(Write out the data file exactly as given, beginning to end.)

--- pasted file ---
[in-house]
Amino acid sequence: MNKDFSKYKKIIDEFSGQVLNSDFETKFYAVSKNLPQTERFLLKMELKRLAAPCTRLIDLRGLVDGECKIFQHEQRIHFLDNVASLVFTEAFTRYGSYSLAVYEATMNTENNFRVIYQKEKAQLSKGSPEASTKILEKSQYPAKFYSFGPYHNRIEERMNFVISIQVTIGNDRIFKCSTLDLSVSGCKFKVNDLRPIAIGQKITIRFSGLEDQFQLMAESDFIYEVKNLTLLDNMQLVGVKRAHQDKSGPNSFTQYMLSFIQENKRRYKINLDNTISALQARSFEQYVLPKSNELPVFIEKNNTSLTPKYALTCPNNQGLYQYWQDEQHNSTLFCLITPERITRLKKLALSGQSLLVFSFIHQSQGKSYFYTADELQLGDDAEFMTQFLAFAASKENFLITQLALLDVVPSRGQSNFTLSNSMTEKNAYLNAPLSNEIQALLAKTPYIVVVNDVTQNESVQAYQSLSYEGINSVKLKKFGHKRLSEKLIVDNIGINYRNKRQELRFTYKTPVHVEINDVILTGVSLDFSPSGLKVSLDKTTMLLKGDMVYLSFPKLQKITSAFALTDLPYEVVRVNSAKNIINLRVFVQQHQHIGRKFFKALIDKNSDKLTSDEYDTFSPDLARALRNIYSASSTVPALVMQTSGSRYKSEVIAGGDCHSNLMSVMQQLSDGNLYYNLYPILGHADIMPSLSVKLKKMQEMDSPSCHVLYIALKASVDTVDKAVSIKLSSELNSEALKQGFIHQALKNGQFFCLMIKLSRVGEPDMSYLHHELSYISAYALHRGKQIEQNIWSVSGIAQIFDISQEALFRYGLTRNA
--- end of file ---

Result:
[in-house]
Amino acid sequence: MNKDFSKYKKIIDEFSGQVLNSDFETKFYAVSKNLPQTERFLLKMELKRLAAPCTRLIDLRGLVDGECKIFQHEQRIHFLDNVASLVFTEAFTRYGSYSLAVYEATMNTENNFRVIYQKEKAQLSKGSPEASTKILEKSQYPAKFYSFGPYHNRIEERMNFVISIQVTIGNDRIFKCSTLDLSVSGCKFKVNDLRPIAIGQKITIRFSGLEDQFQLMAESDFIYEVKNLTLLDNMQLVGVKRAHQDKSGPNSFTQYMLSFIQENKRRYKINLDNTISALQARSFEQYVLPKSNELPVFIEKNNTSLTPKYALTCPNNQGLYQYWQDEQHNSTLFCLITPERITRLKKLALSGQSLLVFSFIHQSQGKSYFYTADELQLGDDAEFMTQFLAFAASKENFLITQLALLDVVPSRGQSNFTLSNSMTEKNAYLNAPLSNEIQALLAKTPYIVVVNDVTQNESVQAYQSLSYEGINSVKLKKFGHKRLSEKLIVDNIGINYRNKRQELRFTYKTPVHVEINDVILTGVSLDFSPSGLKVSLDKTTMLLKGDMVYLSFPKLQKITSAFALTDLPYEVVRVNSAKNIINLRVFVQQHQHIGRKFFKALIDKNSDKLTSDEYDTFSPDLARALRNIYSASSTVPALVMQTSGSRYKSEVIAGGDCHSNLMSVMQQLSDGNLYYNLYPILGHADIMPSLSVKLKKMQEMDSPSCHVLYIALKASVDTVDKAVSIKLSSELNSEALKQGFIHQALKNGQFFCLMIKLSRVGEPDMSYLHHELSYISAYALHRGKQIEQNIWSVSGIAQIFDISQEALFRYGLTRNA